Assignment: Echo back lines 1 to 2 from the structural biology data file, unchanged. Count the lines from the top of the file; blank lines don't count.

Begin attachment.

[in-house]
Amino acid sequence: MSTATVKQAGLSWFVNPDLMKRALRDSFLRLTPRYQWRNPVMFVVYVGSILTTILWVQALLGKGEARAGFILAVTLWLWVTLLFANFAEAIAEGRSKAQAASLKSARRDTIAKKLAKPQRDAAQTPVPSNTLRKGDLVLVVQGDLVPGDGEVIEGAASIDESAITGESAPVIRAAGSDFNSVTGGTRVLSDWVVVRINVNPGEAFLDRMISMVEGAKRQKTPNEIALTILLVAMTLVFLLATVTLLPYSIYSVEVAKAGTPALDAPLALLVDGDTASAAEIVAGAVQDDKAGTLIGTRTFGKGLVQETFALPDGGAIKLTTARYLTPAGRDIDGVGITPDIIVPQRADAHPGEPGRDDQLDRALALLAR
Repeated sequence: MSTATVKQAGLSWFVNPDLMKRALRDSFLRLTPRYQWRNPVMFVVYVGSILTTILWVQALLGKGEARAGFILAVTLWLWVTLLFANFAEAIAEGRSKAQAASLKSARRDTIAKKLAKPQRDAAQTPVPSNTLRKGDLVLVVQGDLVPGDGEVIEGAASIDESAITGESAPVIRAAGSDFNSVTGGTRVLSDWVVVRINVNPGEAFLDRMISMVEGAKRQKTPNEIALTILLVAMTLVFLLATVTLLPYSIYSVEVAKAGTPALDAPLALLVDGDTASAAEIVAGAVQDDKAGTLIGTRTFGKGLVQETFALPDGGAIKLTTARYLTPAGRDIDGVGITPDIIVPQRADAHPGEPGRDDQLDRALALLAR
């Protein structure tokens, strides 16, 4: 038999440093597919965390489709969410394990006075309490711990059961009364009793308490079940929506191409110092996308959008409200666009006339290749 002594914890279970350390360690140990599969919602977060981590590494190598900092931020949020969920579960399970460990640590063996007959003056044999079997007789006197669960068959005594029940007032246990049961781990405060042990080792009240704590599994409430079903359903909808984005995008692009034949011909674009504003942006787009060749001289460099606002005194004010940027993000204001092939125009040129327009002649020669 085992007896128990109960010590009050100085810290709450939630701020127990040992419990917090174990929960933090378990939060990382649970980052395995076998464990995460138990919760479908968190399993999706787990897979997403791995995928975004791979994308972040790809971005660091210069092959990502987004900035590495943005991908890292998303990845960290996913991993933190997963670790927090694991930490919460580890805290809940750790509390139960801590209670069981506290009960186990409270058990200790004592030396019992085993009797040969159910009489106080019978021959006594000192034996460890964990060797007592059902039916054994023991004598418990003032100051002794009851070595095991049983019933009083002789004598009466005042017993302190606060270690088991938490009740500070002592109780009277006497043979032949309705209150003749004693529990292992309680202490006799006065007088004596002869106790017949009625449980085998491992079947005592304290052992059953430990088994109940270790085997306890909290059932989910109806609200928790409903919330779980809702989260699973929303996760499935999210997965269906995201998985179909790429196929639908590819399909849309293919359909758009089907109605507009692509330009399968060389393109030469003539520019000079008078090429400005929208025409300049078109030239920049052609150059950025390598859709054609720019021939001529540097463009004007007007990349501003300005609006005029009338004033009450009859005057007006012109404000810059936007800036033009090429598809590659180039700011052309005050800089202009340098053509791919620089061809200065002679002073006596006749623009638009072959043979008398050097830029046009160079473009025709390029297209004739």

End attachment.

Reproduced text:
[in-house]
Amino acid sequence: MSTATVKQAGLSWFVNPDLMKRALRDSFLRLTPRYQWRNPVMFVVYVGSILTTILWVQALLGKGEARAGFILAVTLWLWVTLLFANFAEAIAEGRSKAQAASLKSARRDTIAKKLAKPQRDAAQTPVPSNTLRKGDLVLVVQGDLVPGDGEVIEGAASIDESAITGESAPVIRAAGSDFNSVTGGTRVLSDWVVVRINVNPGEAFLDRMISMVEGAKRQKTPNEIALTILLVAMTLVFLLATVTLLPYSIYSVEVAKAGTPALDAPLALLVDGDTASAAEIVAGAVQDDKAGTLIGTRTFGKGLVQETFALPDGGAIKLTTARYLTPAGRDIDGVGITPDIIVPQRADAHPGEPGRDDQLDRALALLAR